First-ever safety standard for braking devices
For the first time, the UIAA has developed a series of tests for braking devices designed to give climbers and mountaineers confidence that these critical pieces of gear meet the federation’s strict safety criteria.
The UIAA Safety Commission adopted a draft of the first-ever safety standard for braking devices at its May meeting in Golden, Colorado. The standard, which will be published and available from September 30, 2009, lays out performance parameters and testing procedures for belaying and abseiling devices.
“The tests foreseen by the standard are simple, but it took a lot of time to reach agreement on them, since their results are very dependent on the characteristics of the rope used,” said Carlo Zanantoni, Safety Commission member. “The important point is that they provide a good production quality control.”
Manufacturers meeting the standard will be able to display the UIAA Safety Label on their braking devices. Jean-Franck Charlet, Safety Commission president, calls the label “the worldwide reference for mountaineering and climbing safety equipment”. More than 50 manufacturers worldwide, representing 1,600 products, have been approved to use a UIAA Safety Label.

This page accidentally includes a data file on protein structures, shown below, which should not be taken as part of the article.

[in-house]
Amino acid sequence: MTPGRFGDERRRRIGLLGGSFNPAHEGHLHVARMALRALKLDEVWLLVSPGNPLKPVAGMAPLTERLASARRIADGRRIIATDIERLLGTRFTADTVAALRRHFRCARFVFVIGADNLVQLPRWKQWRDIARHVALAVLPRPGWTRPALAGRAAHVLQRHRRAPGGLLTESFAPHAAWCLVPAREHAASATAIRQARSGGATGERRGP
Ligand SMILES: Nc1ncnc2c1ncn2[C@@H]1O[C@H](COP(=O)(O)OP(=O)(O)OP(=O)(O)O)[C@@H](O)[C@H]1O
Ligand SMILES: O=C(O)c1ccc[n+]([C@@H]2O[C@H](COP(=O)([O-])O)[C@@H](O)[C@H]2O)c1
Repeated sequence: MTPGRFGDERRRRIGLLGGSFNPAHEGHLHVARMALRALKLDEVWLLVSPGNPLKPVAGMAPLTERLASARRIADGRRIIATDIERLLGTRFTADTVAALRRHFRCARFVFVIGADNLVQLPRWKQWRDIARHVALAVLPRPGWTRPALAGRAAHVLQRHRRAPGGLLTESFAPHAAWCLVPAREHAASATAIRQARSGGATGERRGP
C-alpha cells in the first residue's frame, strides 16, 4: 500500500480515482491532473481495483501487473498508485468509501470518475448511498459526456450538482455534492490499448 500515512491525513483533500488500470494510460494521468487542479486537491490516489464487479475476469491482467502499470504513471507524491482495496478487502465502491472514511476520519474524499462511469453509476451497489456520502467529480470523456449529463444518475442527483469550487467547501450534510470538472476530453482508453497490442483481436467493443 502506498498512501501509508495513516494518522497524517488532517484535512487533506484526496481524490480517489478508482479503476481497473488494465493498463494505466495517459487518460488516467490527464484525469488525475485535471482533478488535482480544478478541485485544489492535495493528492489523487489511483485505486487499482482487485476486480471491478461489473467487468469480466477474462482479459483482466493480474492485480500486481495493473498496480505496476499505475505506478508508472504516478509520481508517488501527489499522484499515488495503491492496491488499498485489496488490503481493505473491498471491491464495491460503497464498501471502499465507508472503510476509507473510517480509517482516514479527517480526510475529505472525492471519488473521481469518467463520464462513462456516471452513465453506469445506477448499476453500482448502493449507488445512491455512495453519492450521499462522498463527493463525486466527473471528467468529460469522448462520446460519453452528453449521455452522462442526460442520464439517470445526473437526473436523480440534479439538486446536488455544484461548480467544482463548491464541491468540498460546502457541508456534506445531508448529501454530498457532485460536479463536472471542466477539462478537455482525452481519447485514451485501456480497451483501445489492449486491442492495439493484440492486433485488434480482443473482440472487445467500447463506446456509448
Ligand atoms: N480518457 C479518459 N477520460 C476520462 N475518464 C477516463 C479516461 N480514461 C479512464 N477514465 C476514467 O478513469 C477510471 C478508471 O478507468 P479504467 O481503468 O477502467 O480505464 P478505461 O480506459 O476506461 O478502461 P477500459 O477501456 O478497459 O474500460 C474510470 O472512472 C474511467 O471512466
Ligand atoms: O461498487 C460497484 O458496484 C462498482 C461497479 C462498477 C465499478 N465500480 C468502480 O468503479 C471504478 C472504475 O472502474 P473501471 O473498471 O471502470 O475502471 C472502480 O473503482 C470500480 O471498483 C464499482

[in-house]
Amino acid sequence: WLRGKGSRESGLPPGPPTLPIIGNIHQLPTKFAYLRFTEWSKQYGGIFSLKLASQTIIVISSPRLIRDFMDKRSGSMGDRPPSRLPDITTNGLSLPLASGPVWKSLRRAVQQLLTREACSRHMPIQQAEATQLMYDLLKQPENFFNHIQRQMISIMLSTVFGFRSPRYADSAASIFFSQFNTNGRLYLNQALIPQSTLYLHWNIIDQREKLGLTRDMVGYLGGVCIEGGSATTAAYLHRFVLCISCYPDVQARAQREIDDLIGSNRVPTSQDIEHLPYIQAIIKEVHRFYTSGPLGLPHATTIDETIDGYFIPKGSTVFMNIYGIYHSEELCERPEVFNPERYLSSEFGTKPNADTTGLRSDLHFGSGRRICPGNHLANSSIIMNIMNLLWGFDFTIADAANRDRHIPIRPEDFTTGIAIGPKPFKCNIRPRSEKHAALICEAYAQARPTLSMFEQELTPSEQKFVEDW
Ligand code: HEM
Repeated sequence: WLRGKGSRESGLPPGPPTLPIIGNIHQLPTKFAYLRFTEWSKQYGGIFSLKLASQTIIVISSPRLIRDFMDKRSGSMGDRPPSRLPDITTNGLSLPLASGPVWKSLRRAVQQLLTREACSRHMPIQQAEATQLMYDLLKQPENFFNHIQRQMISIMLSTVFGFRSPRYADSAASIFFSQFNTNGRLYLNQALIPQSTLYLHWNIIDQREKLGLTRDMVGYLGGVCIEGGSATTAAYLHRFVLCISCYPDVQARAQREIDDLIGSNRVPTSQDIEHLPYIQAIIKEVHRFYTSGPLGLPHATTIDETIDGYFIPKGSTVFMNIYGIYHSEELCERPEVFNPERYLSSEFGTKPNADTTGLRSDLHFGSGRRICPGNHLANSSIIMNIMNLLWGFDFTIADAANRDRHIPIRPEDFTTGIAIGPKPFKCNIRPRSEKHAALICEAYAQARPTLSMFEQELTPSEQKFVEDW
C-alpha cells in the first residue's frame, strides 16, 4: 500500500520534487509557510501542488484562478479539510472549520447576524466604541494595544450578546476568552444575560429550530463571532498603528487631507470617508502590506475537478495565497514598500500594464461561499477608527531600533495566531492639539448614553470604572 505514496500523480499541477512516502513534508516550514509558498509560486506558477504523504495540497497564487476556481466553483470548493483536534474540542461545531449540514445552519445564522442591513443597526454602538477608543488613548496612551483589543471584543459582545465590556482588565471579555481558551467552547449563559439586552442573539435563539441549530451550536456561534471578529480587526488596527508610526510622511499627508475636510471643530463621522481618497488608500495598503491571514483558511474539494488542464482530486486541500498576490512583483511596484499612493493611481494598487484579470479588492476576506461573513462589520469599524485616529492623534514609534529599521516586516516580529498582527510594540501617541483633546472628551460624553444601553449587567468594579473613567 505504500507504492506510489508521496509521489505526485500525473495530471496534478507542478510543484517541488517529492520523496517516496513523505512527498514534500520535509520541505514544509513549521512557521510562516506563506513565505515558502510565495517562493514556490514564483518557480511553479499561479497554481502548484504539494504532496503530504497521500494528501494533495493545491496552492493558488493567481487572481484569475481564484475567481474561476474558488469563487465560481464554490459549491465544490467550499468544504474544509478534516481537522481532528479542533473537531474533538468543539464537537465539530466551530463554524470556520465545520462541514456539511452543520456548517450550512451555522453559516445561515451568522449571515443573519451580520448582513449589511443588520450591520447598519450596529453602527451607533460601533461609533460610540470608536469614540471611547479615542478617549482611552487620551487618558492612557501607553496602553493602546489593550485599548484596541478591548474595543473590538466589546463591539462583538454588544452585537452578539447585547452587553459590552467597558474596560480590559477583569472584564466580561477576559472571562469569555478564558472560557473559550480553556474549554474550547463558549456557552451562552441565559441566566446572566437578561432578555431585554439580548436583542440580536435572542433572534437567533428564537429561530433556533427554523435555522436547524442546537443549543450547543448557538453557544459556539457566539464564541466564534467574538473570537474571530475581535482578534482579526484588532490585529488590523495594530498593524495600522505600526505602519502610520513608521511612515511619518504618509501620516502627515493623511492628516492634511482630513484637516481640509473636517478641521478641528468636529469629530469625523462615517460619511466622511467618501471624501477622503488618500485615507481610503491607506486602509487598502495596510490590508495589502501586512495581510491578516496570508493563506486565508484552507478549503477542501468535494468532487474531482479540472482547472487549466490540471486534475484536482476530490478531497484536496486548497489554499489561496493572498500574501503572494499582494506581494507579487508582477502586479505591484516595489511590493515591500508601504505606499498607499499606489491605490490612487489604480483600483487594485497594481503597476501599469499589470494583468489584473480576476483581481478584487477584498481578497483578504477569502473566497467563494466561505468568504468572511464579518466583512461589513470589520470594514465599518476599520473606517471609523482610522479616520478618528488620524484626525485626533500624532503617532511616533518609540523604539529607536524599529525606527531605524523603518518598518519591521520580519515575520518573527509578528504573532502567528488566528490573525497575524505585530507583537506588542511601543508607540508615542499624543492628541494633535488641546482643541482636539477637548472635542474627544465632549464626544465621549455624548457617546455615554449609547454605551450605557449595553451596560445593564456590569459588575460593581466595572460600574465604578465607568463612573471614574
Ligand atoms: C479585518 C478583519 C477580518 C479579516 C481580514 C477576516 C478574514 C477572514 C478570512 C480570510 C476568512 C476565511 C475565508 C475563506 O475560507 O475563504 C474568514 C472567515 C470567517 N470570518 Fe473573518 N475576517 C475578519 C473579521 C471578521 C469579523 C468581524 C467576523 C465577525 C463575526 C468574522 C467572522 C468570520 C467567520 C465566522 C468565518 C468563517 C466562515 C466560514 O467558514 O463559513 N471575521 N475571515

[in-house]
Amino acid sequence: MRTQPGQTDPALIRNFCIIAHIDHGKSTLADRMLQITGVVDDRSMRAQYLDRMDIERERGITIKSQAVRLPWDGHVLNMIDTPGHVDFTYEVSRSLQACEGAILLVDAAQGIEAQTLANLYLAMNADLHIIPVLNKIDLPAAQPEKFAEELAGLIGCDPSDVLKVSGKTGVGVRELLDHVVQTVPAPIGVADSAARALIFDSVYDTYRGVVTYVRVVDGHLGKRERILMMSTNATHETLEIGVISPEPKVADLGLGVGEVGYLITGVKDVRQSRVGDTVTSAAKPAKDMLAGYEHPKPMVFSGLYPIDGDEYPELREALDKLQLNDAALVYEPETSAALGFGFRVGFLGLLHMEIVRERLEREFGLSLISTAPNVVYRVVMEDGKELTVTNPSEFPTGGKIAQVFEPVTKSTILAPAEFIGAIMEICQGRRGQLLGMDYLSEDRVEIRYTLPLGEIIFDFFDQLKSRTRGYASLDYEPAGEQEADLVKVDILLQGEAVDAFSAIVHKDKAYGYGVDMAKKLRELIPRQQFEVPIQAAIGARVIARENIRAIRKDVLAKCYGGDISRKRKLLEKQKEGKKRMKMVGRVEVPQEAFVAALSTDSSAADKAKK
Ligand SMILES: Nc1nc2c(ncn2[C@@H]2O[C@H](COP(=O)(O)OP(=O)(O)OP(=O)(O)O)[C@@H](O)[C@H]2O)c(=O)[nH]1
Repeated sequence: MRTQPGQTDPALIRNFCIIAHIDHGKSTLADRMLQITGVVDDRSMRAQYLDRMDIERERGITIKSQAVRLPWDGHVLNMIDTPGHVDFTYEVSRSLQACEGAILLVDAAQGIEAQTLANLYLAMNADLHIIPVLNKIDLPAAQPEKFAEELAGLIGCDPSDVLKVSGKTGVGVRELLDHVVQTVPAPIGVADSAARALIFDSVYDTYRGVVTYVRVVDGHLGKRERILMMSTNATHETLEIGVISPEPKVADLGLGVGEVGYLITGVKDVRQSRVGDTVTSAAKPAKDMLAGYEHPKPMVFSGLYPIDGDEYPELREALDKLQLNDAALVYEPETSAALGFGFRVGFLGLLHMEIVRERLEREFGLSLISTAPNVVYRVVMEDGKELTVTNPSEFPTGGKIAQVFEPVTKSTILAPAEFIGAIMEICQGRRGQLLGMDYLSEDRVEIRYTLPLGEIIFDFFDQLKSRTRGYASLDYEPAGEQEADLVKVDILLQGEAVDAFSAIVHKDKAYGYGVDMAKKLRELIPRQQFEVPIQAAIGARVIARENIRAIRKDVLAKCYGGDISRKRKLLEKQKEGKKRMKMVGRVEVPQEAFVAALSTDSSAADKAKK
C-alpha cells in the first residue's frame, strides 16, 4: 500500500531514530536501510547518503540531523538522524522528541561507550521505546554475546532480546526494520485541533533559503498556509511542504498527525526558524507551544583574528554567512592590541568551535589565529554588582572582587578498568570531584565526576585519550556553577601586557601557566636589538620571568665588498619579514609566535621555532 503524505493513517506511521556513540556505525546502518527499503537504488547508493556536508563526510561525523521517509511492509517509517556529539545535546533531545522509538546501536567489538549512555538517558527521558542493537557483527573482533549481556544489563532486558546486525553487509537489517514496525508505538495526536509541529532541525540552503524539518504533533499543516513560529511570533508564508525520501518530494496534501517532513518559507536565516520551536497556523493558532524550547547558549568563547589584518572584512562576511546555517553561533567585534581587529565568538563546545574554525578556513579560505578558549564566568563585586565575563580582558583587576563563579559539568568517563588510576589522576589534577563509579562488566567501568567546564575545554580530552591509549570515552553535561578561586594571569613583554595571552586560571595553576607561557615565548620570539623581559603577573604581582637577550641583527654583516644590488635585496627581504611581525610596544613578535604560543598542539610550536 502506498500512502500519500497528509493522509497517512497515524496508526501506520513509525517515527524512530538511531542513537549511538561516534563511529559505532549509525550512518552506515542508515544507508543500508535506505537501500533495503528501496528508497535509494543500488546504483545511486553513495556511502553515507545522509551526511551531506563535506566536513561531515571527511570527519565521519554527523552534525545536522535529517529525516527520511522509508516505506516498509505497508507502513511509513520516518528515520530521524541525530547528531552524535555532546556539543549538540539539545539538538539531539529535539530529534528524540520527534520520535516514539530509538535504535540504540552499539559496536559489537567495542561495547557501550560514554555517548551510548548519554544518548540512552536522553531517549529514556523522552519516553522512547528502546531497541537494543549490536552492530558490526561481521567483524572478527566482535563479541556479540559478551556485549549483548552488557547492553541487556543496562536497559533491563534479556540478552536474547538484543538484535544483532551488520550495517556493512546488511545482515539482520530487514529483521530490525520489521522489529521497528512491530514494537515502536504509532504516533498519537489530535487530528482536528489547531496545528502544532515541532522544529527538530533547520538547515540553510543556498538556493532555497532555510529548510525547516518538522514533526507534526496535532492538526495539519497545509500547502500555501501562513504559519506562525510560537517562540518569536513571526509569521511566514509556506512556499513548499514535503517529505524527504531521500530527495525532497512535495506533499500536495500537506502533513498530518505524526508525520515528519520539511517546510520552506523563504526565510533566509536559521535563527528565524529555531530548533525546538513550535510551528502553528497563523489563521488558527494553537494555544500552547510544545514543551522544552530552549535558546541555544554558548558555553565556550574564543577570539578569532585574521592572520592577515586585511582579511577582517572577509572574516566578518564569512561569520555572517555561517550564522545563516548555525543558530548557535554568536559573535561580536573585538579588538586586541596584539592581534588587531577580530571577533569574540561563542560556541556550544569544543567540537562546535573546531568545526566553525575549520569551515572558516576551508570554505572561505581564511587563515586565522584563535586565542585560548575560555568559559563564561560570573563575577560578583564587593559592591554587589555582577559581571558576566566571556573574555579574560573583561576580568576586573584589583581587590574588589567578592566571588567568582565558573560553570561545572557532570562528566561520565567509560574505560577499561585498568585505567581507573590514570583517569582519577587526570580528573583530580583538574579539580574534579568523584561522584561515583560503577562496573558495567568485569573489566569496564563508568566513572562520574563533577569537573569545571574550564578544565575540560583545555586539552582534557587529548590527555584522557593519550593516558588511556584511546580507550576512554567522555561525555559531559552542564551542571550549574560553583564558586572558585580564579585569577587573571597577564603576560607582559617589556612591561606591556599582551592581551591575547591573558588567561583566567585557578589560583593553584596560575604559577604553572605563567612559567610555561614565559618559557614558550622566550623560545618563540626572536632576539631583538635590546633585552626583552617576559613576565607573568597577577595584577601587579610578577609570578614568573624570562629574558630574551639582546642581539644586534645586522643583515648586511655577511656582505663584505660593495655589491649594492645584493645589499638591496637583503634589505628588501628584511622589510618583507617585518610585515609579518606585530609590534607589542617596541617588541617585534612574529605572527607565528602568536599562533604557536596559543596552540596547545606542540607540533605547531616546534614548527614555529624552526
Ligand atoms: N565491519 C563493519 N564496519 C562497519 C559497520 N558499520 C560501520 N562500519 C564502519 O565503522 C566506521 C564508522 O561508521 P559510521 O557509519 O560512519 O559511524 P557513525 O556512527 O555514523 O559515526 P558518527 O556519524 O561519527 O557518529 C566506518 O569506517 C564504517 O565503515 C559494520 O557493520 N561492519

The standard will go into effect on January 1, 2011. Manufacturers will be able to put the UIAA label on their rope braking devices after September 30, 2009.
The standard deals with four kinds of braking devices: manual, locking-assisted, abseiling devices and abseiling devices with a panic function.
The standard lays out how to conduct static strength tests to assess stress on both the rope and the braking device. It also uses dynamic loads on locking-assisted devices to look at how much the rope slips through the device in arresting a fall and if the rope or braking device suffers damage in the process.
The Safety Commission and braking device manufacturers have been working on the standard for more than ten years.
At the May meeting, the Commission decided to continue the development of the evaluation of rope testing by means of dynamic energy absorption on edges, to be introduced in the rope standard as an additional test. It also discussed strength tests for harnesses, guidelines for inspecting equipment after use, the creation of a standard for rope dry coating, alternative axis loading of karabiners and guidelines for equipping via ferrata. The commission intends to revisit these topics at its next meeting in June 2010 in Italy.
The UIAA Safety Commission works to minimize accidents in mountaineering and climbing by developing and revising technical safety standards for equipment. It also offers guidelines for individuals on how to maintain equipment and avoid accidents.